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Gorillaz – The Now Now

With Murdoc in jail and with a surprising absence of Noodle and Russel, the eternally cool 2-D is left to deliver the large majority of the new Gorillaz album. But has the morose formula of Blur frontman Damon Albarn, coupled with this loss of performance dynamics, produced a great album?

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With the considerable promotion of the relatively good single “Humility” and the mediocre reception of 2017’s Humanz, hype for the new Gorillaz release has been at a standard level. The Now Now is a moodier effort from the increasingly glum corner of Albarn (see: The Magic Whip (2015), Everyday Robots (2014)), with a few great songs, but is hindered by uninspiring tracks and a tiring vocal timbre. While it improves on the bloated and feature heavy Humanz, only half of its songs are noteworthy or of significant impact. The record never reaches the grandeur and attraction of their 2005 breakout album Demon Days or their inventive 2010 release Plastic Beach. The unnecessary ‘z’ gimmick continues on in song titles (from Humanz), yet this release is certainly a 180 on its predecessor in the sense of only having three featured guest artists across its short 11 tracks. The Now Now sports a couple of great cuts and is certainly an album that grows with multiple listens, but, sadly, the album leaves listeners wanting to listen to other defining releases and tracks, as these are simply more innovative and exciting.

“Humility” is a mellow track with a cheerful atmosphere, featuring guitar virtuoso George Benson’s quick, tasteful licks and runs. The track is overflowing with pop-like qualities, continuing on various tones established within Albarn’s iPad-recorded album The Fall (2010) – with staccato synth hits and an understated drum beat driving the track. This cut introduces the harsh and cutting filters used on the vocals of Albarn, nothing new in the history of 2-D’s performances, but on The Now Now vocals are mixed louder, with the recurring grain becoming slightly off-putting. Heavy delay on these vocals provides transition between verse and chorus, which is a nice touch, and overall the song is pretty decent.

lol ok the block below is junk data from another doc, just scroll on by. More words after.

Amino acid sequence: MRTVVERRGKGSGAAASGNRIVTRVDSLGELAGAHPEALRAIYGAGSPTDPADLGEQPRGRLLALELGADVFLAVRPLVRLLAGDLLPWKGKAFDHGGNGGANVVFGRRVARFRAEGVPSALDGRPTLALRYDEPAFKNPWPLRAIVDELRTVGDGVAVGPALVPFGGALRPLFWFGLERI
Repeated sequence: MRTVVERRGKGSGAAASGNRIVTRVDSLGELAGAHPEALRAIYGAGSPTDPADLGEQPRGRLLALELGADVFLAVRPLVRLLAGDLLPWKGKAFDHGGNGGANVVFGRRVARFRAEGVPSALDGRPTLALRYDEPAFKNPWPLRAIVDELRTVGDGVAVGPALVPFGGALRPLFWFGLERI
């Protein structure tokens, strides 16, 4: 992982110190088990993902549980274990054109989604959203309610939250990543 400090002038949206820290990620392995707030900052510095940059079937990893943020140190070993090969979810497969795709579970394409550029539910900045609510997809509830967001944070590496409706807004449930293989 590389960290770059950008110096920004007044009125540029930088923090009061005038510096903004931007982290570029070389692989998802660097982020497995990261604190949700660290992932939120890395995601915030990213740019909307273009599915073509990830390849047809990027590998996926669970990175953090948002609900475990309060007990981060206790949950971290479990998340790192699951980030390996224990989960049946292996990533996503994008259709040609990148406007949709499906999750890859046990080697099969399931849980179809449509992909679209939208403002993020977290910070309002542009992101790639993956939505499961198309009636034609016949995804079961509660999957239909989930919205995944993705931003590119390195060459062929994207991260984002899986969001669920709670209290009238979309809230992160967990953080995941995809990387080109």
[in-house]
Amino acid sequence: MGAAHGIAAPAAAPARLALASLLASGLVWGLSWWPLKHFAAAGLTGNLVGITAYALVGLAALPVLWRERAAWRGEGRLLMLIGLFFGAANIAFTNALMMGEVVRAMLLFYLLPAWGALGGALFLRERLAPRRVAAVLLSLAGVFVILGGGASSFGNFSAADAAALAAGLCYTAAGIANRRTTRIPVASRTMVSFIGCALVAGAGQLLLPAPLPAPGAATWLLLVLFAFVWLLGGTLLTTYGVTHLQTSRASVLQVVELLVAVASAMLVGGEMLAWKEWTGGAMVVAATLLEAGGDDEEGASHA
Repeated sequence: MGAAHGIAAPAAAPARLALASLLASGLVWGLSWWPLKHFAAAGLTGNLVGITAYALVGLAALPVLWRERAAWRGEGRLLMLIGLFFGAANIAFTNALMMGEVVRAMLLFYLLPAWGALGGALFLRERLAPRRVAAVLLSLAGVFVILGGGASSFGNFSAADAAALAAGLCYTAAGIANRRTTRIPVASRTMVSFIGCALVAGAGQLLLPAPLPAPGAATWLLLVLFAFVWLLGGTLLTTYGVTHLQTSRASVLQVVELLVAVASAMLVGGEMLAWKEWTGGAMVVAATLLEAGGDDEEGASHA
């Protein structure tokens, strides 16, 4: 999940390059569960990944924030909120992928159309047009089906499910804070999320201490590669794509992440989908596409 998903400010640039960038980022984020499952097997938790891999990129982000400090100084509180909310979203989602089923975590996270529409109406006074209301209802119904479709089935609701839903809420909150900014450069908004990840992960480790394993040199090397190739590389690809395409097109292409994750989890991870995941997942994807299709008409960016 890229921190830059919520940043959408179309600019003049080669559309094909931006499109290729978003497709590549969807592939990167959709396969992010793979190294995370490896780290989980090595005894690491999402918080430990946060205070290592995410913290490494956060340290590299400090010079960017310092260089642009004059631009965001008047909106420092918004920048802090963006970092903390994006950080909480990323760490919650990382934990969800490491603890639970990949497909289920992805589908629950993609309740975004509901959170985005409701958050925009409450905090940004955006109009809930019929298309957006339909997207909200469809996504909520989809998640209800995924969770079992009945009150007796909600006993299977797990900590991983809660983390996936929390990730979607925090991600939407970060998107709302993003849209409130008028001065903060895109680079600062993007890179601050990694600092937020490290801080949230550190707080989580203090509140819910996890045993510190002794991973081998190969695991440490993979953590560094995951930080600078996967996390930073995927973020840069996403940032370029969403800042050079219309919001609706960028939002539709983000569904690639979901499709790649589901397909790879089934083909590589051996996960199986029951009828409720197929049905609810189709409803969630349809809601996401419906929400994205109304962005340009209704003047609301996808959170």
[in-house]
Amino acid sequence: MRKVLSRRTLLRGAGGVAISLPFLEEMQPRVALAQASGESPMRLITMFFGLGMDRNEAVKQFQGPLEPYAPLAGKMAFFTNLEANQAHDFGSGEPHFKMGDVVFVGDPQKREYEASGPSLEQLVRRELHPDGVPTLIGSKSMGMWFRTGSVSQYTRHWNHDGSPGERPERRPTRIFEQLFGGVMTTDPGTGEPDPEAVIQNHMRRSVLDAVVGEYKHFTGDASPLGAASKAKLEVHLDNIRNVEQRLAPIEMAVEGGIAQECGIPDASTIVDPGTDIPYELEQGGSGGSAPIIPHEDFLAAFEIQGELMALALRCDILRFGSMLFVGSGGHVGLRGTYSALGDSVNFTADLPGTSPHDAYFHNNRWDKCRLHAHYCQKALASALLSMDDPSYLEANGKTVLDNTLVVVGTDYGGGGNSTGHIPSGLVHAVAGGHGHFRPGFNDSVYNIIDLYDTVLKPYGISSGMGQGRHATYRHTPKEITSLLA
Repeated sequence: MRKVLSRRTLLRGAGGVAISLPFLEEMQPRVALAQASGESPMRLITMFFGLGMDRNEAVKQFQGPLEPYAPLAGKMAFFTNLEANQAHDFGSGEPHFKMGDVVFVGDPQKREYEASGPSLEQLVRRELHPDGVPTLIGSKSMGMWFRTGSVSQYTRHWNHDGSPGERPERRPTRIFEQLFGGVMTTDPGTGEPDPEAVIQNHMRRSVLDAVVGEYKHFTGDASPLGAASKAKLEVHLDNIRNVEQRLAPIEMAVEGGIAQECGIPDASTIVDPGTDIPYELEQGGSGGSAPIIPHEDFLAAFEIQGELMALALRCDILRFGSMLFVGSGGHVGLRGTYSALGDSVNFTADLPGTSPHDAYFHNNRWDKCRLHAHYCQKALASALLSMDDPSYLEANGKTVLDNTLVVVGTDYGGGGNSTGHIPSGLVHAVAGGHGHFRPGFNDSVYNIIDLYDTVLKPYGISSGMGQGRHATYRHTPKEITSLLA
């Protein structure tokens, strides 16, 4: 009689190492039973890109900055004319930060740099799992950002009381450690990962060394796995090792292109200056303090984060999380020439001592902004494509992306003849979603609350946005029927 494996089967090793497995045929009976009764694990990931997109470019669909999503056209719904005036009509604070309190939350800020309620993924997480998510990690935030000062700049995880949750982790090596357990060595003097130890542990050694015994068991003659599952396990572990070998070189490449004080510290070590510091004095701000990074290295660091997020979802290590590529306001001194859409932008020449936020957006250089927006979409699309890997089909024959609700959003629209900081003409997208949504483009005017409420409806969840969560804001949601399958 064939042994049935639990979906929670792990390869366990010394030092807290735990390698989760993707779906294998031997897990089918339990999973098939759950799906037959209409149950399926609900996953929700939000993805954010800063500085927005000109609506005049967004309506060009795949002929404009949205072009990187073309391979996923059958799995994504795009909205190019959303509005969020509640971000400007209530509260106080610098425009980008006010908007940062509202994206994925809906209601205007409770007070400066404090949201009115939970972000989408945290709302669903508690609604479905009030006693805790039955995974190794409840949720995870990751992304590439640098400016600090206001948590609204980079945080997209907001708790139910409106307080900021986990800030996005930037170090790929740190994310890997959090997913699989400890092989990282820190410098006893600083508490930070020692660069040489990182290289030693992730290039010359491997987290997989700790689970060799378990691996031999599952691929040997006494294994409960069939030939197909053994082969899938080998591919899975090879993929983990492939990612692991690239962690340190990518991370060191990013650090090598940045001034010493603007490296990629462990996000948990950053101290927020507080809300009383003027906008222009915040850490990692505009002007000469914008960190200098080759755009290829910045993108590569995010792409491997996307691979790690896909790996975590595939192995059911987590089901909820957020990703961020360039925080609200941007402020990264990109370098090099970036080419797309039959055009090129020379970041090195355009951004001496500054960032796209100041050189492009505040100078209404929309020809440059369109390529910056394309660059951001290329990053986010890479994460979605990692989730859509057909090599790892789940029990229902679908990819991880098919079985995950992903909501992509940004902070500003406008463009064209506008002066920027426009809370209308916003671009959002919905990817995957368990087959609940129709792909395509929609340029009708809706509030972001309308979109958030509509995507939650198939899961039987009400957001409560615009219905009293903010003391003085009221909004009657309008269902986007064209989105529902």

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“Tranz” opens with a crushing bass line, follows a four-on-the-floor drum groove and has a dense, layered chorus, which forms an apocalyptic dance-pop banger. Chorus melodies and synth riffs are certainly more pop-oriented and simple than expected – a recurring feature of The Now Now, not proving to be a negative but still taking away from the overall impact of the record. Some ambient percussion and great ascending transitions also spice the track up, placing it in the upper half of songs on the album. The following “Hollywood” intertwines the soft yet provocative verses of longtime collaborator Snoop Dogg, with an old school house beat. The weaker hook is the detriment of this cut, a sombre cry of the allure yet destruction of Hollywood (“She’s a wonderful thing… Hollywood is over”) that falls short in its delivery and relation with the rest of the track. Snoop’s lyrics, while alluring and witty as always, feel distant from the vibe of the chorus, almost dismantling the track at a content and meaning level. Chicago born Jamie Principle has more expressive and direct verse, which provides a nice contrast on the track.